If You Love This Awards Season Movie, Try This Lesser-Known Indie Movie

From MAD MAX: FURY ROAD and WHITE GOD to ROOM and FELT, these cinematic pairings prove that 2015’s independent cinema was just as impressively diversified as the year’s more expensive and widely celebrated hits.

Movie blogs and cinephile chatter sound like broken records lately. If the conversations aren’t about Daisy Ridley and Star Wars: The Force Awakens, they’re about Todd Haynes’ awards powerhouse Carol, Quentin Tarantino and The Hateful Eight, Leonardo DiCaprio’s not-bear-rape in The Revenant, the steamrolling Best Picture frontrunner Spotlight, or the unlikely Best Picture contender (!) Mad Max: Fury Road. (“Unlikely” because it includes badass scenes like this, and this, and this.) Nothing else stands a chance.

That’s a shame, too, since, despite what Bret Easton Ellis will tell you, 2015 was a superlative year for movies. Per usual, the many of the year’s best cinematic achievements were independently made, and, as a result, have struggled to find the same-sized audiences as those glossier aforementioned Oscar contenders and box office smashes. What’s especially interesting is that many of 2015’s prestige movies call to mind specific indie movies, due to shared plot points, mirrored artistic ambitions, and/or actor pairings. And there’s no reason why the smaller ones should keep being overshadowed.

As we head into the Christmas break, there’s no better time to play catch-up with this year’s lesser-known gems, and to help you pick and choose which indie flicks to watch first, we’ve put together this guide to 2015’s best indie movies based on your prestige, A-list movie preferences, complete with how you can watch each one right away.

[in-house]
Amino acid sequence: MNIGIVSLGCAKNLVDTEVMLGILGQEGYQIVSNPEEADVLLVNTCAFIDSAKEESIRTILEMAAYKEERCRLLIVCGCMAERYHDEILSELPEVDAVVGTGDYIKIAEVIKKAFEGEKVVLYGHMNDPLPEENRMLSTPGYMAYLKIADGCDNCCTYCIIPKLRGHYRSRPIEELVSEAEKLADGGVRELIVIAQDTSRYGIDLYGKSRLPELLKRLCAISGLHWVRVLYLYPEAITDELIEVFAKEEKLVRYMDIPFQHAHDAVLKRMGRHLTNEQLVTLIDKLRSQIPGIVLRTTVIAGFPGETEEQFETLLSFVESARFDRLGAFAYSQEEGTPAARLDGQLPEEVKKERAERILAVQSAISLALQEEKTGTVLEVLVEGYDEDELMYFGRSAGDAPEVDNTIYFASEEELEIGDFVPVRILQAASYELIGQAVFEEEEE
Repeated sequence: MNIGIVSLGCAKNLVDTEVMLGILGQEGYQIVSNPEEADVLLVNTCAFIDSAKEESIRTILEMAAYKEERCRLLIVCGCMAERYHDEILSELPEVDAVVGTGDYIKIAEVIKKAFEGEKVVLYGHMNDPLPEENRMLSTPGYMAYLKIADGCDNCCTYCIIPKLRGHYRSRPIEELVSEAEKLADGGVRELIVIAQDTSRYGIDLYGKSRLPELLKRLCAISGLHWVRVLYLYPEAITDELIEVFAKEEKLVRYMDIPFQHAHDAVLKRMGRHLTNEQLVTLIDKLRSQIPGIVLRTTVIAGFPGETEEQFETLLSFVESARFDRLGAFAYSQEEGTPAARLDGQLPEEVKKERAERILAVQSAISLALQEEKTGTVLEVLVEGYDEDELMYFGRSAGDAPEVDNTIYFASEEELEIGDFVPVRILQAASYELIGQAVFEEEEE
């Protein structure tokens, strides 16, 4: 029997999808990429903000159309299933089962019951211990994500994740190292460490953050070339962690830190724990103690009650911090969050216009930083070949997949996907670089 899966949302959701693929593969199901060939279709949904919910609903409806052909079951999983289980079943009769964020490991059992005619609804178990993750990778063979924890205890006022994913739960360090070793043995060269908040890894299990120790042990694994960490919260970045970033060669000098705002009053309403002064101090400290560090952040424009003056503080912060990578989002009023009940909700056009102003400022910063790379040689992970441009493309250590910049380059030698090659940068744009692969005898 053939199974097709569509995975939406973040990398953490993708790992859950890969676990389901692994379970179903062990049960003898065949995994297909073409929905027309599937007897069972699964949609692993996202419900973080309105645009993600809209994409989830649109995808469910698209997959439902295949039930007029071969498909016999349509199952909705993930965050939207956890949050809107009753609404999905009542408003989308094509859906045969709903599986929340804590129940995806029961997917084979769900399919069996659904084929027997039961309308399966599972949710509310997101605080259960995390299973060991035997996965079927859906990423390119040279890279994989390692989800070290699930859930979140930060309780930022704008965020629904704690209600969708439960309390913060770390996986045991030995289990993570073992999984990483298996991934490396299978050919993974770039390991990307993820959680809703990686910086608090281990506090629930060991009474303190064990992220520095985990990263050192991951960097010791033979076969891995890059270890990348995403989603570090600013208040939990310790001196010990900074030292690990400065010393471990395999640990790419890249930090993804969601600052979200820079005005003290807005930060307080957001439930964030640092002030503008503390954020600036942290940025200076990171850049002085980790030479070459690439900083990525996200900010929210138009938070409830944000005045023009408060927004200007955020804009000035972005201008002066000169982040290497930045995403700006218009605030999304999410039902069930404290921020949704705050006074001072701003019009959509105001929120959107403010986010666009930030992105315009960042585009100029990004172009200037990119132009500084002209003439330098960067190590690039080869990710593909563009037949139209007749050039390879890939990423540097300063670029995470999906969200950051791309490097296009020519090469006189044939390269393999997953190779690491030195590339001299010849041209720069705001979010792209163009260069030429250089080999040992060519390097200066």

If you love Star Wars: The Force Awakens, try…
Ex Machina

Chief among the many things to love about Star Wars: The Force Awakens is Oscar Isaac’s Poe Dameron, this generation’s new Han Solo, but it’s also impossible not to leave a screening of the box office juggernaut while thinking about Domhnall Gleeson’s fiery dictator-gone-H.A.M. monologue as the villainous General Hux. In Ex Machina, however, the actors’ roles are reversed. Gleeson plays the well-meaning protagonist, a computer programmer/nebbish lured by charismatic yet devious tech CEO (played by Isaac) into a dangerous three-way relationship; the third party is a humanoid, A.I. robot with her own sneaky agenda (and played brilliantly by Alicia Vikander).

If the hugely entertaining Star Wars: The Force Awakens is popcorn sci-fi, the exceptional Ex Machina is genre caviar…

Read the rest of this article from TribecaFilm.